Another part of the picture is that China has been accused of delaying negotiations of a Code of Conduct for the South China Sea (COC). The patience of its negotiating partners is wearing thin and China critics are blaming it for the lack of progress. They are alleging that China is trying to use ASEAN and the COC in its struggle against the US. They point to China’s proposal to include in the COC a clause stating that “the Parties shall not hold joint military exercises with countries from outside the region, unless the parties concerned are notified beforehand and express no objection”. Although the meaning of “parties concerned” is not clear, the proposal appears to be aimed at the US and its extra regional allies and supporters like Japan and Australia. China has also proposed that “co-operation shall not be conducted…with companies from countries outside the region”. This appears to be an attempt to confine petroleum exploitation in the South China Sea to cooperation between it and the other claimants. In a clear rebuke to this proposal, Australia, Japan and the US issued a joint statement that the COC should be “consistent with existing international law, as reflected in UNCLOS; …[and] not prejudice the interests of third parties or the rights of all states under international law.” But that itself is not as important to ASEAN countries as the perception that China is pushing ASEAN members to change their foreign policy.

The collision between a Chinese vessel and an anchored Philippine fishing boat and the failure of the Chinese boat to help the victims has become an international embarrassment. These serious charges question China’s support for basic civilized norms. But instead of admitting fault and punishing the guilty parties, China has demurred regarding this apparent inhumane breach of ancient sea faring custom. It is as if it did not have to address even this most egregious act.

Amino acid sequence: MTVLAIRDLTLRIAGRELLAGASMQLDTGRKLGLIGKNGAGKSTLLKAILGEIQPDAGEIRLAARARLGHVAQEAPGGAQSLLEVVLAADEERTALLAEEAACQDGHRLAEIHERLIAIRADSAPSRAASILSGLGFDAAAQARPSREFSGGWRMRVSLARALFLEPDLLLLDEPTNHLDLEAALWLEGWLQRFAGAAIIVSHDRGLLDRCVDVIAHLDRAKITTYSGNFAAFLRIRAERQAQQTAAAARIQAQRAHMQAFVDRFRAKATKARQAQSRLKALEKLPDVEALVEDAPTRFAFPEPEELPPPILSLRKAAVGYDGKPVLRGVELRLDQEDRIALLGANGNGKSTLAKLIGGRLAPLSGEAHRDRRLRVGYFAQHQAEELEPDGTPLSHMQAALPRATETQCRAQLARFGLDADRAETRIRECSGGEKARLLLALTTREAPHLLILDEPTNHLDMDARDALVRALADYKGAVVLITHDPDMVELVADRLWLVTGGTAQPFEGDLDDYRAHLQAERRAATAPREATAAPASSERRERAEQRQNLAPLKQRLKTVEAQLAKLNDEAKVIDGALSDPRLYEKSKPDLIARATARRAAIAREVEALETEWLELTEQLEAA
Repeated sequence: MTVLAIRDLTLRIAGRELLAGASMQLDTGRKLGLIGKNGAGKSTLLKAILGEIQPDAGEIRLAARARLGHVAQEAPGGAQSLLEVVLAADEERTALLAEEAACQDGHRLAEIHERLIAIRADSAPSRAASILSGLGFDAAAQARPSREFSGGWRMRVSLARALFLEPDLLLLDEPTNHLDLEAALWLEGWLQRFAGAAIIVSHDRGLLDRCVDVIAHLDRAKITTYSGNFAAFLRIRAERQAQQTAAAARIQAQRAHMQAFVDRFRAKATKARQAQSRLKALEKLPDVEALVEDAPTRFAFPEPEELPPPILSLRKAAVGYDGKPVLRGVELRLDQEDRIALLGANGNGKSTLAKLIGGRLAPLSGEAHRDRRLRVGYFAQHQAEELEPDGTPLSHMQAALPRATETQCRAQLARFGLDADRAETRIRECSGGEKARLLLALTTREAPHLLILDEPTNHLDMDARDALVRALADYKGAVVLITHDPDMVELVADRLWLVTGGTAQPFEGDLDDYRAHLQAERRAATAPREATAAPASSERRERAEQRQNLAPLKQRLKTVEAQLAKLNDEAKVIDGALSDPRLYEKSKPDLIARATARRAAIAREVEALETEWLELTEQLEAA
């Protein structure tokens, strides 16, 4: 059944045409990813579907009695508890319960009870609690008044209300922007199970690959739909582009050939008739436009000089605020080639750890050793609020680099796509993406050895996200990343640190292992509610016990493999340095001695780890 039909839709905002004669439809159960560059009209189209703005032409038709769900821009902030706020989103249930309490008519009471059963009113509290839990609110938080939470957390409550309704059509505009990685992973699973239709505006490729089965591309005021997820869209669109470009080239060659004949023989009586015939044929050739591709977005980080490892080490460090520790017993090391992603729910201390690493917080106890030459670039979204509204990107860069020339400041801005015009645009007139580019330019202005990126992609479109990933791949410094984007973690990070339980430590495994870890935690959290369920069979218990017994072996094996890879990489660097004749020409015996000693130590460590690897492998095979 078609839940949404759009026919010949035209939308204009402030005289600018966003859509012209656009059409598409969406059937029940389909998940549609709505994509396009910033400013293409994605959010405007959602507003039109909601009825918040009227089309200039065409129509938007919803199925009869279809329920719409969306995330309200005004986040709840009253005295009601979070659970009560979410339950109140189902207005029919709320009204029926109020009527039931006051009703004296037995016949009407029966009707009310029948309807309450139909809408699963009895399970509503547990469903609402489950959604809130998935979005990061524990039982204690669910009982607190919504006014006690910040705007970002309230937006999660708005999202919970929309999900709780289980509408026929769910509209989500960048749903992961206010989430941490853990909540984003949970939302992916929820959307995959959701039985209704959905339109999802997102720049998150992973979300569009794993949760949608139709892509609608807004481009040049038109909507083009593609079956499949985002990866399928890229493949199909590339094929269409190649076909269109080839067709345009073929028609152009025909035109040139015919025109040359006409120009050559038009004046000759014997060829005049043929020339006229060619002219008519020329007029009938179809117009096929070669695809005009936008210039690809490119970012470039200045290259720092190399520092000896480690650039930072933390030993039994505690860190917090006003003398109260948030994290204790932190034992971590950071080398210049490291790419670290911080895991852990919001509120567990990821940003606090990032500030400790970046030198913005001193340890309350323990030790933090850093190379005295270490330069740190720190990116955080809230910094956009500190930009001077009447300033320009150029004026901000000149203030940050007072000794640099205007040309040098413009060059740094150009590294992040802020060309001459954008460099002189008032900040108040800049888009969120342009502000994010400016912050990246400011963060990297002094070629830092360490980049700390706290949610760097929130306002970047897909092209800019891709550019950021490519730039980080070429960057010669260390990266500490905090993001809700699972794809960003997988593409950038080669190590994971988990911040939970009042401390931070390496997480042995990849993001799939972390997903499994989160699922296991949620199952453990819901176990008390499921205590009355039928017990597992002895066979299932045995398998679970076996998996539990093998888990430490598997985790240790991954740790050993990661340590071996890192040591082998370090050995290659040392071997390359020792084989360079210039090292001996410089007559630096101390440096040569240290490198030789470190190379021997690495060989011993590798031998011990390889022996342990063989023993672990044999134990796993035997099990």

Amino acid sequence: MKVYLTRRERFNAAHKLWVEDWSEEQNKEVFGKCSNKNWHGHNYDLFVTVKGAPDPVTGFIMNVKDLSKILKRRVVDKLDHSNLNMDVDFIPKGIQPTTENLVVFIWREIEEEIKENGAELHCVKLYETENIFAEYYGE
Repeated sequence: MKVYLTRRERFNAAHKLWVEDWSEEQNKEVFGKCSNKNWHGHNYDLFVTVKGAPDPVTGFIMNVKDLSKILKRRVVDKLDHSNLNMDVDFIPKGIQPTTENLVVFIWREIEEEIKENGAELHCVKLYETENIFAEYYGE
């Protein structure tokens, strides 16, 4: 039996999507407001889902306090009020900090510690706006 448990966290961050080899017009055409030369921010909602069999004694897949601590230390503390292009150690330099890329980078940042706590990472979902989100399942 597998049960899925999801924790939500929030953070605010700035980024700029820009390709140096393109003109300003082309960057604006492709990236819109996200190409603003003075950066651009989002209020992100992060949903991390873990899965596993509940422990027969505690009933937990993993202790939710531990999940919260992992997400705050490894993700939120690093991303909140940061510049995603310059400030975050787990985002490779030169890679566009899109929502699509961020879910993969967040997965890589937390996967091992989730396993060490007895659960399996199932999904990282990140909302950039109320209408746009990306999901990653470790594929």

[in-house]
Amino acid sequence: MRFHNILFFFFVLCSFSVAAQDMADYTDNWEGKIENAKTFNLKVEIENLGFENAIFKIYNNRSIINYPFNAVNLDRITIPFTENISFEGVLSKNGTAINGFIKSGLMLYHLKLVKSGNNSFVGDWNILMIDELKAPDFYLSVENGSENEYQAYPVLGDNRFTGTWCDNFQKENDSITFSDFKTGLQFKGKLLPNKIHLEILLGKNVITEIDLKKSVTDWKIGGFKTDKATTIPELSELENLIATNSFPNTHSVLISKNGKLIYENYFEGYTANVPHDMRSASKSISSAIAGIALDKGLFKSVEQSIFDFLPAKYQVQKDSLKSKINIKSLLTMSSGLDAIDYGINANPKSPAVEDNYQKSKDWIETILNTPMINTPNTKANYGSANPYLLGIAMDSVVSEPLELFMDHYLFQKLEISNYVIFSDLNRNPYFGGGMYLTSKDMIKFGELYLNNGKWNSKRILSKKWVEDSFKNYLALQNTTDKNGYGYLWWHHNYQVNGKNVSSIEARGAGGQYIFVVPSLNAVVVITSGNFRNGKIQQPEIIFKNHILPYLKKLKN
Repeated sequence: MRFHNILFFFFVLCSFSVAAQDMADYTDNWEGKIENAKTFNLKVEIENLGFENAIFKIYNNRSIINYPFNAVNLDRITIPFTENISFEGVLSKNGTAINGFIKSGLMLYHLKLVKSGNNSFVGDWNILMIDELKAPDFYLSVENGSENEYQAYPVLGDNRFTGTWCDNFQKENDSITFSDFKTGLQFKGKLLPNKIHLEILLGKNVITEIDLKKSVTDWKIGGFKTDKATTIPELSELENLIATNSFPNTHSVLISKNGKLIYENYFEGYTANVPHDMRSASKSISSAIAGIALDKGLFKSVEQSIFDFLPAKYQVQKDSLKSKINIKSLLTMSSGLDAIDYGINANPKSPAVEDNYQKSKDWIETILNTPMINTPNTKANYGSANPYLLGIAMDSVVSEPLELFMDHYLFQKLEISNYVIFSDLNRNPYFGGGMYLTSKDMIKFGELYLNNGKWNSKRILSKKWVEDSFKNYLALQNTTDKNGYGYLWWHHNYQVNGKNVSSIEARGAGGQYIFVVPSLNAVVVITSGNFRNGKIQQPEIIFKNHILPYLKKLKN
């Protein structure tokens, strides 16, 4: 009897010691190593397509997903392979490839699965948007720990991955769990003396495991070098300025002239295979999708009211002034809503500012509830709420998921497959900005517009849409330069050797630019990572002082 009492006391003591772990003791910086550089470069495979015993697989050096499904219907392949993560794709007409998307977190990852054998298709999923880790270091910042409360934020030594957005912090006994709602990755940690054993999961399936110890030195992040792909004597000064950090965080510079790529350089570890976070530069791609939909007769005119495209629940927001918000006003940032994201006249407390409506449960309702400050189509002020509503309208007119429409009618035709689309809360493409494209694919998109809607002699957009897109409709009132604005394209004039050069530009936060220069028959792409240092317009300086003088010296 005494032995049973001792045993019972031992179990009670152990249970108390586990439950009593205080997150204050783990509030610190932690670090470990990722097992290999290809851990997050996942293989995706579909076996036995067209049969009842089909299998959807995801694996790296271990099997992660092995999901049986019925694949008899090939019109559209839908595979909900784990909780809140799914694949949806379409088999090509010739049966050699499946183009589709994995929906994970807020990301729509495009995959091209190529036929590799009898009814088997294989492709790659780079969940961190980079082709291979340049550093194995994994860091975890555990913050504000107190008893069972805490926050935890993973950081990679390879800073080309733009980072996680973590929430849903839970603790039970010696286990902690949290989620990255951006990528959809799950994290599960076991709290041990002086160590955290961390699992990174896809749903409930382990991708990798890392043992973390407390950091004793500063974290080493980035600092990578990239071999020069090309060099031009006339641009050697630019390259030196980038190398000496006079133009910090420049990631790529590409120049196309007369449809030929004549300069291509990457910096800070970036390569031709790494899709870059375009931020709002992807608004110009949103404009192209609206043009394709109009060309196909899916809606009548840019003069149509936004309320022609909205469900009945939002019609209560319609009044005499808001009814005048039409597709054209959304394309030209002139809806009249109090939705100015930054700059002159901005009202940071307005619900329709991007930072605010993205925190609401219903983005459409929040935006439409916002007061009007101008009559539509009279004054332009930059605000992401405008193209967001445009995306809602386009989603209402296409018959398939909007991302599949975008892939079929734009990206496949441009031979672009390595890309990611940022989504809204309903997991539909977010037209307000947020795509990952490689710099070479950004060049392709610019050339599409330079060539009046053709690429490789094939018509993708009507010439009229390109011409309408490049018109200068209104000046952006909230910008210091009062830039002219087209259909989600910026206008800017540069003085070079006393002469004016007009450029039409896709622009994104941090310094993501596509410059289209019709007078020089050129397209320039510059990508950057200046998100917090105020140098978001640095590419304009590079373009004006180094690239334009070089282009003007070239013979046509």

This incident is being considered in the context of its other aggressive behavior towards the Philippines, like its seizure of Scarborough Shoal, its massing of fishing boats near contested features claimed by the Philippines and its initial refusal — even if temporary — to discuss the arbitration ruling with its close friend and supporter President Rodrigo Duterte of the Philippines, unnecessarily embarrassing and angering him. In May 2017, Duterte claimed that China had threatened war if the Philippines tried to enforce the ruling by drilling for oil in areas claimed by China.

This pattern does not paint a pretty picture for victims of former imperialism. Indeed, this behavior is beginning to look like it. Having suffered the bitter experience of political and cultural “colonialism”, Southeast Asian nations are very sensitive to any real or imagined slights stemming from a sense of cultural superiority. If this behavior is continued, it could well destroy whatever gains in soft power China has painstakingly built up over decades.

It is not too late. China’s political situation in Southeast Asia is quite different from that of the Western colonialists and neo-colonialists in several significant respects. China also experienced domination by the West and Japan and should be able to empathize with the bitterness of former colonies and not repeat the colonialists’ mistakes. Moreover, it has more legitimacy gradually exerting power and influence in a region of which it is a permanent part. Most important, in the modern era, it has yet to subjugate any Southeast Asian nation — although it now seems to be coming close to doing so in a de facto sense.

Nevertheless, the damage so far is reparable. China’s present and projected economic power and largesse somewhat mitigate its recent behavior. However, China needs to be careful to keep it that way if it seeks to maintain and even expand its soft power and political influence in Southeast Asia. Slow but steady will win the soft power race. Use of force or its threat to do so in its multitude of disputes in the South China Sea with fellow ASEAN claimants could upset the apple cart of China-Southeast Asia relations and “snatch defeat from the jaws of victory”.